If It Only Even Runs a Minute 2, Landor Theatre

Editor’s Rating

After my review of the first London edition of cabaret night If It Only Even Runs a Minute, I did wonder how the hosts Oliver Southgate and Lydia Grant would take my comments. Not everyone whose show was described as a “shambolic mess”, and whose delivery was described as “amusingly under-rehearsed”, would necessarily be happy about the reviewer in question.

As it turns out, they were fine with it. So fine that I was invited back by them for Monday’s second edition.

At its core, it hadn’t changed. There’s a fine line between being informally relaxed and being disorganised – a line which If It Only Even Runs‘s hosts display a tendency to use as a skipping rope.

Personally, I find their presentation style charming, especially because the calibre of Monday’s guest performers were so high. I was being comped, though: I do wonder whether, if I’d paid for the tickets out of my own pocket, whether I’d find it quite so endearing.

But to concentrate on that side of the evening is unfair – as I said last time, the quality of the performances (and, in particular, the guest performers) is the real focus of the evening. And in their second London show, the calibre of the guests shot up several notches.

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If It Only Even Runs a Minute 2, Landor Theatre4Scott Matthewman2012-07-12 00:11:19After my review of the first London edition of cabaret night If It Only Even Runs a Minute, I did wonder how the hosts Oliver Southgate and Lydia Gran…

Showpeople: Daniel Boys

_This interview first appeared in **The Stage**, September 27, 2007, as promotion for **I Love You Because** at the Landor Theatre. [Read my review](http://www.thestage.co.uk/reviews/review.php/18341/i-love-you-because)_

Daniel Boys, who came sixth in the BBC’s talent hunt Any Dream Will Do? will be playing the role of Austin Bennet in the musical I Love You Because, a genderswapped version of Pride and Prejudice

**How would you describe the musical to those who don’t know it?**

To me, it’s a bit like Sex and the City and Friends in musical form. It’s a modern day tale about love and finding the one. I’m really enjoying the rehearsals. It’s a very good show, and I think it’s going to be a great production.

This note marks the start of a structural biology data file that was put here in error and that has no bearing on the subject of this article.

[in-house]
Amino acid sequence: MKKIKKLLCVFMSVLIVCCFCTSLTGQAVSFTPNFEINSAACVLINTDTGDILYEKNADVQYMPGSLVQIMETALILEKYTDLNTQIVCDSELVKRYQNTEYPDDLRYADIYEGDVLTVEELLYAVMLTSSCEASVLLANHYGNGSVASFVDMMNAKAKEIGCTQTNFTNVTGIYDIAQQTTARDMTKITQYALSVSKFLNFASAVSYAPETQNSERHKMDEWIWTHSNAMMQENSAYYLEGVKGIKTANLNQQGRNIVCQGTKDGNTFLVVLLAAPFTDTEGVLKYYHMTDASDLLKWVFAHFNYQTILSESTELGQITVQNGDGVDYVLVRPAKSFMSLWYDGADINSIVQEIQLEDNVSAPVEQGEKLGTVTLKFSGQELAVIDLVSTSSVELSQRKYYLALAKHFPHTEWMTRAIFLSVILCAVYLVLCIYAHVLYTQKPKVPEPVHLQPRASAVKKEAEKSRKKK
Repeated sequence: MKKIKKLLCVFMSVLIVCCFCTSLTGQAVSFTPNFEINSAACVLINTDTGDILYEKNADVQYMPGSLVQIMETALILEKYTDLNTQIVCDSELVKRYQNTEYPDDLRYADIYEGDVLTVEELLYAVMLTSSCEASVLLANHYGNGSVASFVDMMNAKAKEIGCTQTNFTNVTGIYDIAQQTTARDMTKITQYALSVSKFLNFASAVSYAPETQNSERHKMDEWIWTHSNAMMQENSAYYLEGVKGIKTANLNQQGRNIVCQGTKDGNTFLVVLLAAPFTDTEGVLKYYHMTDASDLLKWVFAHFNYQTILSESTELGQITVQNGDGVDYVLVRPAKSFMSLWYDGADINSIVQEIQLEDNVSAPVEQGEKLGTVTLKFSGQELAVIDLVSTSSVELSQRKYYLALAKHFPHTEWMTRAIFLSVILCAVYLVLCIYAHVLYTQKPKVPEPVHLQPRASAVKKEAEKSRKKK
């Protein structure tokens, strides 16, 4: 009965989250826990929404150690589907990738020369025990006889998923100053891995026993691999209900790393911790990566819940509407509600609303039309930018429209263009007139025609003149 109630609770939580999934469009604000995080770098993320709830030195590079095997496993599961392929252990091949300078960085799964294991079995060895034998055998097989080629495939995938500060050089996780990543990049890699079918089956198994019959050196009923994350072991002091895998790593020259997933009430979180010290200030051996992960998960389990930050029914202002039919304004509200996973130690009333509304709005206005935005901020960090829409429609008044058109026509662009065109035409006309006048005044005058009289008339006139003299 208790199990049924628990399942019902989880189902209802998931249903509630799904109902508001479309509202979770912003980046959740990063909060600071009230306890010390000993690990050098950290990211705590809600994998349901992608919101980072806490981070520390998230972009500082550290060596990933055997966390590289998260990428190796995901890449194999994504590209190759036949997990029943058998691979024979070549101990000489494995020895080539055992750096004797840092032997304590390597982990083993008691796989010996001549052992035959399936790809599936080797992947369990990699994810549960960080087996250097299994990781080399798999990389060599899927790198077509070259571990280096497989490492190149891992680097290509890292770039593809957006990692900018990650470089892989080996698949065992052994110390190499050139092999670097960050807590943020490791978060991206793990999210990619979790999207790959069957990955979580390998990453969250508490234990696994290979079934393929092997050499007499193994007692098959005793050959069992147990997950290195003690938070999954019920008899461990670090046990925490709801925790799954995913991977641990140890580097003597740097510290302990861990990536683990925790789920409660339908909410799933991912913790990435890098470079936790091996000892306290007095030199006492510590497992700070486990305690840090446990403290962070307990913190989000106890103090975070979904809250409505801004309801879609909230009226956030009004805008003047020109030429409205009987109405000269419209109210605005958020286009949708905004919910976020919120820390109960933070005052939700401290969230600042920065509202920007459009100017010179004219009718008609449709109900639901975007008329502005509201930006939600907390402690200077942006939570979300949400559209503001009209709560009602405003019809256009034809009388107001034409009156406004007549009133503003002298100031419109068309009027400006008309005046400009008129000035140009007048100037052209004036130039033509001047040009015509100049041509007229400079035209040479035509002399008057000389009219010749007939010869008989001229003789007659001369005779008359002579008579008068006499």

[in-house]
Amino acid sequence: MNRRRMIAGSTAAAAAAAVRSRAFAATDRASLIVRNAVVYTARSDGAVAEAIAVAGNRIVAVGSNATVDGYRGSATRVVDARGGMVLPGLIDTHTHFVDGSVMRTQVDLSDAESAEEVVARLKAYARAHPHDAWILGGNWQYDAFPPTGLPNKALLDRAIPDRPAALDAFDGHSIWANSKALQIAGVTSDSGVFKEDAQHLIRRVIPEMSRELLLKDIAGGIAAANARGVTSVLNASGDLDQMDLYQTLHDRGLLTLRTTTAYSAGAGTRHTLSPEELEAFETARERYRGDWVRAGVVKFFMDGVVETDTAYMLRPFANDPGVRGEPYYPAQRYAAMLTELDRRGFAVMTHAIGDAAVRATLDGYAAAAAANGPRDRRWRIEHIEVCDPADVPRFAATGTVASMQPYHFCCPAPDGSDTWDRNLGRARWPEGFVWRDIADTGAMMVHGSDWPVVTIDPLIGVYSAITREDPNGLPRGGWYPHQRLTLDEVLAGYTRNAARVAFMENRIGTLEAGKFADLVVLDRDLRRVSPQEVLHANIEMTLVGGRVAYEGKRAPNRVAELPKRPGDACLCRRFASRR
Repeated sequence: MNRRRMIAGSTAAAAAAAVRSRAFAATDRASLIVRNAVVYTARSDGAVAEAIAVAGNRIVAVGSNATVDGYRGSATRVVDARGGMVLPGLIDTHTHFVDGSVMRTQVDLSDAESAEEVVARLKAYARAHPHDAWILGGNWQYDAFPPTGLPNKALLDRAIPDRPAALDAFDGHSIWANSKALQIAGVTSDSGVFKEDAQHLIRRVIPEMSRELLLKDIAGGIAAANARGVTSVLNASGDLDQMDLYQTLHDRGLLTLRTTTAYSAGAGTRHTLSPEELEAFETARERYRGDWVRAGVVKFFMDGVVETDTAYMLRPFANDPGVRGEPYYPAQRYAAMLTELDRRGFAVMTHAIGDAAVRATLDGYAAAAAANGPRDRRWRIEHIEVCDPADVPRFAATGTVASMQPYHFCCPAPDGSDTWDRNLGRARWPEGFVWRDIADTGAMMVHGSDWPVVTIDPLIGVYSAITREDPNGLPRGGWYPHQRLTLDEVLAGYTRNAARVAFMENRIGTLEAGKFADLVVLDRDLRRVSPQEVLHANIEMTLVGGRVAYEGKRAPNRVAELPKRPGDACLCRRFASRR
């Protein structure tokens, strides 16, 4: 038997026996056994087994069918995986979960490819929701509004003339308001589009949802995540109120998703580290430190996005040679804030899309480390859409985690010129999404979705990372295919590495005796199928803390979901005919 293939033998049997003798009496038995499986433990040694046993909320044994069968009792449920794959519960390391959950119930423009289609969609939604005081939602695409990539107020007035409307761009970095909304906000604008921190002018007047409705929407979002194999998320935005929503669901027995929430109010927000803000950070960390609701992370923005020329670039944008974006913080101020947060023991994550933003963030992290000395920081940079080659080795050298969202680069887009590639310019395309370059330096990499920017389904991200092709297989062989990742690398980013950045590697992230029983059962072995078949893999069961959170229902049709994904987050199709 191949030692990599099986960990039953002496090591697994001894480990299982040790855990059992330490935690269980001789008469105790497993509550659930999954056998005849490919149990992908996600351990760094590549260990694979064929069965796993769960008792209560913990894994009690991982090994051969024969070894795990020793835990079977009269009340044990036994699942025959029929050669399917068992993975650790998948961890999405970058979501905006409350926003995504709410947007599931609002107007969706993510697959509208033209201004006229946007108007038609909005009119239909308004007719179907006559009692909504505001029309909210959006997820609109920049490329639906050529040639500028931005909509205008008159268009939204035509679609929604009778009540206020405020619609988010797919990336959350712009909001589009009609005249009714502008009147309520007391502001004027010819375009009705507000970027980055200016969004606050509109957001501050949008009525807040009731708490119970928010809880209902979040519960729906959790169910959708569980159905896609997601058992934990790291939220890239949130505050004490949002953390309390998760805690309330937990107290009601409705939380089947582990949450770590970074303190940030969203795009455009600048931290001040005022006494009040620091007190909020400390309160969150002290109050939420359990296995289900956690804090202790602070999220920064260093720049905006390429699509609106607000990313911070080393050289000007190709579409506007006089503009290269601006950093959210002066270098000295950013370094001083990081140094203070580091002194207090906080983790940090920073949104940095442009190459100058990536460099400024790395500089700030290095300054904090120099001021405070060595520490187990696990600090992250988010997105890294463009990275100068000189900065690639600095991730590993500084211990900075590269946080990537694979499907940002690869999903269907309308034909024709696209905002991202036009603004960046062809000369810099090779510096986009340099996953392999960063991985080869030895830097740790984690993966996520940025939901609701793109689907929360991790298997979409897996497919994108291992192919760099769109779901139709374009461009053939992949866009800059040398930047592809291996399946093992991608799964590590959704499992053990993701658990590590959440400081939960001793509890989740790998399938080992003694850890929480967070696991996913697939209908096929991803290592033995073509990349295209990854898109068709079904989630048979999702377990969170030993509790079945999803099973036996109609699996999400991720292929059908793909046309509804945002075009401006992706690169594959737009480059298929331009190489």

**The Landor itself is an intimate venue – does that make it easier or harder for you as a musical theatre performer?**

I’m really looking forward to the challenge, because I think it’s going to be harder. Any slight facial expression or any small movement that you do is something the whole audience can pick up on. That’s much harder, but like I said, I’m looking forward to it.

**You’re known to a wider audience for your participation in the BBC’s Any Dream Will Do? What lessons have you learned from the experience?**

Personally, I learned that it’s good to be who you are and not try to be someone you’re not. I was penalised for being too nice, but that’s who I am. As a performer, it taught me a lot. I can look back now I’m out of it and think, ‘Oh gosh, I shouldn’t have done that’. Like the way I put my hands out when I’m singing, without realising I’m doing it. So for me, it was a lesson in learning to watch myself and critique myself.

**Do you still keep in touch with your fellow finalists?**

Yes I do. Not all of them, but Lee Mead, Lewis Bradley, Johndeep More and Ben Ellis. They’re the four I’m in regular contact with.

**You’ve acquired quite a large fan base from your time on TV which has stayed loyal to you in the months since. Is that translating into ticket sales?**

Apparently it is. I have a fan group that call themselves the Kittens, and apparently lots of them are coming to the theatre. They ring the box office a lot, and lots of them are coming from all over the UK to come and see me. It’s just so nice. It’s all very surreal, and I still can’t quite get my head around that. But it’s very nice to have that level of support from the public.